There are a lot of “name-brand” summer blockbusters this year — Star Trek Into Darkness, Man of Steel, and The Lone Ranger — but few ideas new to the American mainstream. Into this darkness comes Guillermo del Toro, bearing Pacific Rim: a live-action realization of a classic anime fan’s every wet dream, brought to life by the Hellboy director’s impressive visual aesthetic. This may not be the best movie of the summer, but it’s a solid contender for the most awesome.
The back-story is dispensed with in a massive, sometimes clunky info-dump at the beginning: giant monsters — the “kaiju” — started appearing through a mysterious portal on the bottom of the Pacific Ocean and attacking our cities. Our existing defenses inadequate, the nations of the world decided that the most effective defense would be to build giant mecha — the “jaegers” — manned by a pair of neurally-linked pilots to wade out into the ocean for hyper-powered fistfights. Twelve years later even that strategy is faltering, and the jaegers mount a final effort to try to stem the increasing kaiju tide from their last stronghold in Hong Kong, the Shatterdome.
Let’s stand back and get some perspective here: the biggest Hollywood action blockbuster is centered around “kaiju”, an obscure Japanese loanword referring to giant movie monsters from nerd staples like Godzilla and Pulgasari. And these are opposed by giant mecha, sci-fi anime’s stock-in-trade, popularized in America by the likes of Robotech and Voltron. This is the Japanophile geek’s equivalent of those comic books that feature both Superman and Batman, and it’s the biggest thing going in mainstream movies this summer.
And for the really devoted anime fans out there, this movie reads like the closest thing we’ll ever get to a mainstream adaptation of the supremely weird psycho-apocalyptic series Neon Genesis Evangelion. We’ve got the mecha fighting the kaiju, the neural links, and even the psychological trauma, or at least motions in that direction. It’s different enough, though, to steer clear of the tarpit of movie rights A.D. Vision and Gainax have been fighting over for years.
The characters are, well, somewhat forgettable. Raleigh Becket (Charlie Hunnam) used to be a Jaeger pilot along with his brother until a mission went bad and only he got out alive. He was really good, though, so the head of the jaeger program, Stacker Pentecost (Idris Elba), seeks him out to pair him up with a new co-pilot in his old, refurbished jaeger. In the Shatterdome he meets up with other pilots like the hotshot Australian Chuck Hansen (Robert Kazinsky), who butts heads with Raleigh right away, and aspiring pilot Mako Mori (Rinko Kikuchi), who needs to overcome her own traumatic past.
The story, by Travis Beacham with Del Toro’s help, clearly wants to delve into their psychology more than it has time to, even with over two hours to work with. Other than the scale of seeing these fights on the big screen, this could have worked better as a television series much like Evangelion did. One episode can focus on Raleigh; another on Mako; another on Stacker. We’ve got an endless stream of kaiju, so there’s room for at least one big fight per episode, with something about the fight helping advance the characterization.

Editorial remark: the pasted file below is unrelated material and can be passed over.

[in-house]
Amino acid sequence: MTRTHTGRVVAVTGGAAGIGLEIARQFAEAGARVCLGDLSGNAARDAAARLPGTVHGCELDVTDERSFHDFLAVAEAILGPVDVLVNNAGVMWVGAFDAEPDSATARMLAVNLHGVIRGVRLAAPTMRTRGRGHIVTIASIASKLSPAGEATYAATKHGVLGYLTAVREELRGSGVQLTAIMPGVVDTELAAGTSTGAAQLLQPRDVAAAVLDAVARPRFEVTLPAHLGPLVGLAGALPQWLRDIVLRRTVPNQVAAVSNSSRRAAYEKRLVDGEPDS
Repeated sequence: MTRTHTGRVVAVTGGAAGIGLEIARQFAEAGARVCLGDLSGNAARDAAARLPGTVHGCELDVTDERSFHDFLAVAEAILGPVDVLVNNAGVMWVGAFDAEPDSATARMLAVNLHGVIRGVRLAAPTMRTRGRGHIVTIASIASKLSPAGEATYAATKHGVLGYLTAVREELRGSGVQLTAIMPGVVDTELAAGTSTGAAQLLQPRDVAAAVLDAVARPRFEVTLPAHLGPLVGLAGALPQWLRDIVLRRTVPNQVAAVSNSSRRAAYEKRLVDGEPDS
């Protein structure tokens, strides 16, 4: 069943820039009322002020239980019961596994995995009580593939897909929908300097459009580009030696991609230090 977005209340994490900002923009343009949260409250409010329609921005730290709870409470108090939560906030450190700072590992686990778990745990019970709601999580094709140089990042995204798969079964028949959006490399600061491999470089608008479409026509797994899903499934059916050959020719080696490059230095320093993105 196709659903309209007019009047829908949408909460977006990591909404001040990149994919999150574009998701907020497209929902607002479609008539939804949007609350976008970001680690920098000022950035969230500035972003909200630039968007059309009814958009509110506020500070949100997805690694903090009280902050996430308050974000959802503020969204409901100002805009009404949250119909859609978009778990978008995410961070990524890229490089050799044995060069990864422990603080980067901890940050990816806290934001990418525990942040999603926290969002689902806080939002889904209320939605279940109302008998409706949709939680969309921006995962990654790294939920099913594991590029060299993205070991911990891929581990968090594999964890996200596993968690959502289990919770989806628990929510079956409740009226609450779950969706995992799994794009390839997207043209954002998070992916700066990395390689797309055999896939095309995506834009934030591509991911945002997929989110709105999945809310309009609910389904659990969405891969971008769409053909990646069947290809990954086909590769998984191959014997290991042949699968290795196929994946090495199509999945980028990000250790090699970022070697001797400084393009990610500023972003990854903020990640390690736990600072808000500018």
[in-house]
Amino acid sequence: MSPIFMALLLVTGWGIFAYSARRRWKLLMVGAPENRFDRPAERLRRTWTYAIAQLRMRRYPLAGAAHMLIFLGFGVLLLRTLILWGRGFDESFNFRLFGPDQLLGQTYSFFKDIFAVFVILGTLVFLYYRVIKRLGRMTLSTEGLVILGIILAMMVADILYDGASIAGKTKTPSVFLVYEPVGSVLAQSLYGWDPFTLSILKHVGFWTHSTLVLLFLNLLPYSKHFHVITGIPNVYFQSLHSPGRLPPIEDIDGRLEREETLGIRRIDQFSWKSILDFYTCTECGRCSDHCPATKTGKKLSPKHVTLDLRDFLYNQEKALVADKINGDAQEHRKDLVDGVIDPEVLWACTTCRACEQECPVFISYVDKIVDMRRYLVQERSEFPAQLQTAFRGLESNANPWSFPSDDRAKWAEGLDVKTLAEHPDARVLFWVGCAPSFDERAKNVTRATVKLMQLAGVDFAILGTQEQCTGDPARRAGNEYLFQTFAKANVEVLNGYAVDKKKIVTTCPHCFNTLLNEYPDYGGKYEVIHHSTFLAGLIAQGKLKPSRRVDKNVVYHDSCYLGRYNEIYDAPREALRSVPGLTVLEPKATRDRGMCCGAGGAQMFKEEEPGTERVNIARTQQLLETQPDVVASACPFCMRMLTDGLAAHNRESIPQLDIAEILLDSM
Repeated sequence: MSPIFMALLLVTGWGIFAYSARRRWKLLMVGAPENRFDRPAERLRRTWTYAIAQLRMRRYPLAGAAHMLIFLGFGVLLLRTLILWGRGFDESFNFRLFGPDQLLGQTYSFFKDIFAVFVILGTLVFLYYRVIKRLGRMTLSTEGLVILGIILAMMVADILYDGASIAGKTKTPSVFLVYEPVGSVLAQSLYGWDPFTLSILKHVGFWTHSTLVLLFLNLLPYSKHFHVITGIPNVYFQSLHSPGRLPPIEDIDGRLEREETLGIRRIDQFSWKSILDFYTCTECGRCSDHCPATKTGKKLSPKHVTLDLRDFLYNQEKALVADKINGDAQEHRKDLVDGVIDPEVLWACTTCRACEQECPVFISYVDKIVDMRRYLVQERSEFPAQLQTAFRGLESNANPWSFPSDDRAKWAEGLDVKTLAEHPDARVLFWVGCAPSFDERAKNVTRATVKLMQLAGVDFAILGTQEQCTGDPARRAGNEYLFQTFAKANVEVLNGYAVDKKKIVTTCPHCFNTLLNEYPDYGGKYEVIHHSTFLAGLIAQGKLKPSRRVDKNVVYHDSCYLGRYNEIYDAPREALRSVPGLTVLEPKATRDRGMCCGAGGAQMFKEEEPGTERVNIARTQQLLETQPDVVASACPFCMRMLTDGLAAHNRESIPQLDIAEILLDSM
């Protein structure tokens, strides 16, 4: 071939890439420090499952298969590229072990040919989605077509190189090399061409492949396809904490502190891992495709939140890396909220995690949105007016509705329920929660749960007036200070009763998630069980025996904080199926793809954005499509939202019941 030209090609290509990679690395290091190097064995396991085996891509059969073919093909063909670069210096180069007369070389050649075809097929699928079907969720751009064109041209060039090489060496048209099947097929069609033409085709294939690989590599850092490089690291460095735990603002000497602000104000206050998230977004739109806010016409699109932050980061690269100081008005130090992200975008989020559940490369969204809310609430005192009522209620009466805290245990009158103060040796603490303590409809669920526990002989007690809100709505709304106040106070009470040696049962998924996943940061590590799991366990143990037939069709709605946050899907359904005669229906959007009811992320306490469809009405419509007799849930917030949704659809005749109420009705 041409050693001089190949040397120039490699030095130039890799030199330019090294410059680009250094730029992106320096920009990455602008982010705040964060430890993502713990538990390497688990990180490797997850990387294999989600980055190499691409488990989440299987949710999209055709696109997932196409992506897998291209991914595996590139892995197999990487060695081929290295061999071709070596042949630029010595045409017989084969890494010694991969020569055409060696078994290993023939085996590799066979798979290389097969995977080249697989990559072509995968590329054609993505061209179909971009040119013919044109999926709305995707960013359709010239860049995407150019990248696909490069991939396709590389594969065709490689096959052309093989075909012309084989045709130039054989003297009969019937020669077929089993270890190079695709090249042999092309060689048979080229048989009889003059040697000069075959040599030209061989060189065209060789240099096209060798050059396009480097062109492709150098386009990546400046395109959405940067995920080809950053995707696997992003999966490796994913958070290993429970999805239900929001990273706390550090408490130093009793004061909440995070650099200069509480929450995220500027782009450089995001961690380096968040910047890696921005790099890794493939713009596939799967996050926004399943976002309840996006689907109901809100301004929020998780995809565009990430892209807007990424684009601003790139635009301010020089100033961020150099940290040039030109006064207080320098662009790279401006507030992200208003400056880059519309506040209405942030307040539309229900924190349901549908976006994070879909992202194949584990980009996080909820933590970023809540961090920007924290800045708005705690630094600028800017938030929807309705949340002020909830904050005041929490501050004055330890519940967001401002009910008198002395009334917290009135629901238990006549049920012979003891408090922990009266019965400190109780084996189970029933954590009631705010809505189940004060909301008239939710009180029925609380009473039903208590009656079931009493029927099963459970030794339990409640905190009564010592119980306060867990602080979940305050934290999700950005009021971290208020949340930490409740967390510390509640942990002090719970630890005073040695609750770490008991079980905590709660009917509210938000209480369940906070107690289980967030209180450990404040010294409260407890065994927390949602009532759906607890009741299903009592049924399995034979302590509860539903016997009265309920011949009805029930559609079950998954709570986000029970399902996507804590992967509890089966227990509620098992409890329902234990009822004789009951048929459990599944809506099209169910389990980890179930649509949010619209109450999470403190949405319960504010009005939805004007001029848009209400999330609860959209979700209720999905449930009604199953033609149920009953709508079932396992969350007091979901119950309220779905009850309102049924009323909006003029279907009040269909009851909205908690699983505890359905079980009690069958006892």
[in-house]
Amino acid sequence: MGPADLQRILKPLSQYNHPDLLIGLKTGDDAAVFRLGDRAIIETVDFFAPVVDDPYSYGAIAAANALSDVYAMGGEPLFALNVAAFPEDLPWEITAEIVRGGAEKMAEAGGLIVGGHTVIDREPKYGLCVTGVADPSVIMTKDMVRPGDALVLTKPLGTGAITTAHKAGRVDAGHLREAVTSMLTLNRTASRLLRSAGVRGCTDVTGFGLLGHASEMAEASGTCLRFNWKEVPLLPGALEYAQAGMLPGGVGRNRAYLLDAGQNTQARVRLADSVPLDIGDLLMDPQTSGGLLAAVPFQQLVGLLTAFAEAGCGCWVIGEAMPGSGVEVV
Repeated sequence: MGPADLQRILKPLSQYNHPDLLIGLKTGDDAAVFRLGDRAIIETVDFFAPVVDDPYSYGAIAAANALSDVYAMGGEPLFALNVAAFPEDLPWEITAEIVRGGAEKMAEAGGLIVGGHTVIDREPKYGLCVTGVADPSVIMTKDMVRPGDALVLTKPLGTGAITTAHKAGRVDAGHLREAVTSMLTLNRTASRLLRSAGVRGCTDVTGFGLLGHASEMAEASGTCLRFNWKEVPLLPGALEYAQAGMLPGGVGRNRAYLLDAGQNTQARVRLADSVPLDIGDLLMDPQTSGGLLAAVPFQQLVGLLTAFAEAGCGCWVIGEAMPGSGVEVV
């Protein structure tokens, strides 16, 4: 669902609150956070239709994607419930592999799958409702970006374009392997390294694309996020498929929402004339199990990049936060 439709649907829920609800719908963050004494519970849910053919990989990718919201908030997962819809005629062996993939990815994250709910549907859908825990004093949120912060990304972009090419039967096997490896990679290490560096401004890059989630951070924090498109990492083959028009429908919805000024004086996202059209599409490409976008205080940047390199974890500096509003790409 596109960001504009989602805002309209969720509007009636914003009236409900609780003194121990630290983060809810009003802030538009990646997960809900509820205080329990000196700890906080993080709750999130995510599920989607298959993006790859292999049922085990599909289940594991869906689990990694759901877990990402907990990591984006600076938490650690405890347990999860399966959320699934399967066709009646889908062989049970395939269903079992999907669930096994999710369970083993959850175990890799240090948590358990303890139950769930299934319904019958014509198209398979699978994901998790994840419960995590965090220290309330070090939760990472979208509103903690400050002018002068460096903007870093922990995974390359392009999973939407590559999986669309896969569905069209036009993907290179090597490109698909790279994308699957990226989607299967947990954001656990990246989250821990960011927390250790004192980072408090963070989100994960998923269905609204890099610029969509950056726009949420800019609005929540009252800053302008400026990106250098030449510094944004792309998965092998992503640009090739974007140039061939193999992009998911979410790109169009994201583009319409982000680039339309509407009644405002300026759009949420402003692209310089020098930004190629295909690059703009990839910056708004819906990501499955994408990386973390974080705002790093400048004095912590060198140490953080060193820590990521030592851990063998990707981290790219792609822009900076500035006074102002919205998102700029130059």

There’s also a pair of scientists: the uptight theoretician Hermann Gottlieb (Burn Gorman) and the hyperactive neurobiologist Newton Geizler (Charlie Day) who help drive forward what’s going on with the kaiju since we can’t exactly listen in on monster conversations. They might have filled in more story-driven episodes, like Newton’s efforts to secure a brain from black-market kaiju chop-shop dealer Hannibal Chau (Ron Perlman).
In a movie, all of this can feel a bit rushed and reduced to shorthand. The neural link mechanism is a nice touch Del Toro uses to show — not tell — us about Mako’s history, but even this can become a bit of a gimmick. The acting is less than subtle, but there are some wonderful character performances from Day and Gorman. And of course it’s always great to see Elba let loose as he does in his Agincourt speech. Ultimately, though, nothing can take too much time away from the fight scenes.
Which sequences are, in a word, spectacular. Big, bold, and brash, this is the red meat that twice-copied VHS tapes of animated action could never deliver. As action, there’s a little too much Transformers in them for my taste; lots of fast, audience-pummeling sound and light with little coherent sense of space. But, in a way, this is what anime action can often feel like. Besides, at least some of these scenes actually do some heavy lifting of the plot, not just container ships. And there’s lots of memorable, fan-pleasing change-ups from awesome to super-awesome, making for classic conversations about “the time when…” “yeah! and then…”, punctuated with punching and smashing sounds. If I sound snide here, I don’t mean to; this sort of visceral, adolescent satisfaction is why so many geeks came to love kaiju and mecha in the first place, and it wouldn’t be a proper tribute without them.
Among the audiences that see Pacific Rim, it’s certain to be a favorite. I’ve watched more than a few blockbusters, and it’s been a long time since I’ve felt such a palpable sense of excitement in a theater during a movie. The audience even erupted into cheers and applause at the post-credits bonus scene, louder than they did at any point during Man of Steel or Into Darkness. The only question now is whether mainstream audiences will buy into a blockbuster without fifty or more years of name recognition.
Worth It: for an anime or Godzilla fan it’s all but required.
Bechdel Test: fail.